For decades, Peter Dalglish, 62, held a distinguished reputation as one of Canada’s most esteemed and accomplished humanitarians devoted to the wellbeing of poor children. But on Monday, he was sentenced by a Nepali court to at least nine years behind bars for raping two young boys in a small village where he has lived back and forth for the past 17 years.
Dalglish has staunchly denied the charges and intends to appeal the sentence, which also orders him to pay $4,500 to each victim, according to the New York Times.
Dalglish, an attorney from Ontario, founded Street Kids International in the 1980s in a quest to assist homeless youth find work and the organization later merged with the ever-prominent Save the Children. He went on to hold an array of high-profile position in United Nations agencies, including the head of UN-Habitat in Afghanistan in 2015. In 2016, he was awarded the Order of Canada – one of the highest and most distinguished civilian honors for his advocacy work on behalf of war victims and homeless children.
However, last April he was arrested after more than a dozen police officers entered his home in Kavrepalanchowk district near Kathmandu, under suspicion that he had raped two minors – aged 12 and 14 – in the village. Investigators claim that Dalglish cajoled the destitute boys with pledges of jobs, education, and trips before sexually abusing them.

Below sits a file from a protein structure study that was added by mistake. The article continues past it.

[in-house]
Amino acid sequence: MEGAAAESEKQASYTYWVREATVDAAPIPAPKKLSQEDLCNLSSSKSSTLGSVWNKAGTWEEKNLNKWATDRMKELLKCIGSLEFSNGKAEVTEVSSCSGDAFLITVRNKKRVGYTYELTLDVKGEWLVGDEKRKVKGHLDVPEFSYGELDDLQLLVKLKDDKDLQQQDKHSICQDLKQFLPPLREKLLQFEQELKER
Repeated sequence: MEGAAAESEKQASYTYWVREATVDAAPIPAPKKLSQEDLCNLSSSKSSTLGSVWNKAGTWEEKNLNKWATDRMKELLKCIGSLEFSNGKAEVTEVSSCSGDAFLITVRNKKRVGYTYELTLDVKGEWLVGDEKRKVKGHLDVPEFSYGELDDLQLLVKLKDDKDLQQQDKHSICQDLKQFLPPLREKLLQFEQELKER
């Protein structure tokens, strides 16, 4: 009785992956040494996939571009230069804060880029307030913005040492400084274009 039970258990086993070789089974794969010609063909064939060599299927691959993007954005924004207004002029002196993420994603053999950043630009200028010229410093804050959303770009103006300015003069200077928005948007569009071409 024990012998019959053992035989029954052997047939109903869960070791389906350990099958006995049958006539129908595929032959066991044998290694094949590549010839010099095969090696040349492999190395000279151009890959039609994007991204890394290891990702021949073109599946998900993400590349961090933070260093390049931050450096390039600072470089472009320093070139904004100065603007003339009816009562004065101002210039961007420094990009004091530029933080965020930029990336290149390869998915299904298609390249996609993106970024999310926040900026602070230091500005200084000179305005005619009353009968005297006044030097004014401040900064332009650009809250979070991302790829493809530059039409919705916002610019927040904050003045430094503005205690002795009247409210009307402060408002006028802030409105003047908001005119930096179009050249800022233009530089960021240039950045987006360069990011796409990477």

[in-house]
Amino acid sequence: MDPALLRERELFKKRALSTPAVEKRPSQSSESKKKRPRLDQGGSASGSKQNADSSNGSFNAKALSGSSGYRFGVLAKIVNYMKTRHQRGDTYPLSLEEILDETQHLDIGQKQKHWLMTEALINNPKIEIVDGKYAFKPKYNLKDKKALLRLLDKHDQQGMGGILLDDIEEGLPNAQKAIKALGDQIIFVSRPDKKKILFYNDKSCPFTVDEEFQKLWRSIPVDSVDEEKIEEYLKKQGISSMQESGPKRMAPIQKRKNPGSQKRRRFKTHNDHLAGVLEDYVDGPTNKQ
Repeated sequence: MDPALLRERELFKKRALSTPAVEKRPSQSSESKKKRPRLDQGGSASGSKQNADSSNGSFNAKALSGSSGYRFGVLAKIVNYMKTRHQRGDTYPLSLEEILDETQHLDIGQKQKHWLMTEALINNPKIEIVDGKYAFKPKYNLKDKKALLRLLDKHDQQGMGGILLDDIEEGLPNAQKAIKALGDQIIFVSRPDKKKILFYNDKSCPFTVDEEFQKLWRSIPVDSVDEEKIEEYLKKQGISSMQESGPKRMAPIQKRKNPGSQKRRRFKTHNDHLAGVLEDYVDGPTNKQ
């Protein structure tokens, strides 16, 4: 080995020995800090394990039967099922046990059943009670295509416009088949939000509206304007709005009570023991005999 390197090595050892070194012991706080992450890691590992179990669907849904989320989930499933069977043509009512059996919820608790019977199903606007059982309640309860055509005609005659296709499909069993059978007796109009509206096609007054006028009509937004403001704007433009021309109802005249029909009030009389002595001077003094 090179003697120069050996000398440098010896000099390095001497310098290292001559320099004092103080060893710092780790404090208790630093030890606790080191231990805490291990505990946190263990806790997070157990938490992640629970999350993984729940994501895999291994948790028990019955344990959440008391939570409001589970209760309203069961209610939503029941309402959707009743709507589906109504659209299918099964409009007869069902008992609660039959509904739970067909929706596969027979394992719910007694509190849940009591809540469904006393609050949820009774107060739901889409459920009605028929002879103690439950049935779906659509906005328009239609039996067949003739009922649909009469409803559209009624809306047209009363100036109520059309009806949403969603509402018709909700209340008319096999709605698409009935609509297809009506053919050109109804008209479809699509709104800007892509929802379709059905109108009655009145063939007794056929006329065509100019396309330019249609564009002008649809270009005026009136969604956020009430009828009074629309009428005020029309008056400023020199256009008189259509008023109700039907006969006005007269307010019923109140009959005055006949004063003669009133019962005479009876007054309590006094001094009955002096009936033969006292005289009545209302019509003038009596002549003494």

As it stands, Nepal is one of the most impoverished nations in the world with almost one-fourth of its population existing below the poverty line and non-governmental organizations have long been able to function with little official administration.
According to U.S.-based anti-child trafficking organization ECPAT, street children – both boys and girls – are especially vulnerable to exploitation, with the notion of boys as victims a “phenomenon that is often overlooked by the public.”
In recent years, Nepal has also become a disturbing destination for child sex tourism.
“Beyond traditional forms of child sex tourism, foreigners in Nepal also sexually exploit children by setting up a shelter or running a so-called ‘orphanage’ which serve as a venue for easily sexually exploiting children under their care,” ECPAT surmised in a 2016 report.
In Nepal alone, a string of male aid workers have been apprehended and convicted in recent years. French aid worker, Jean Jacques Haye, was found guilty of raping ten children at an orphanage in Kathmandu in 2010. Five years later, Ernest MacIntosh, 71, was sentenced to seven years imprisonment for sexually abusing a disabled teen boy.
The Associated Press contributed to this report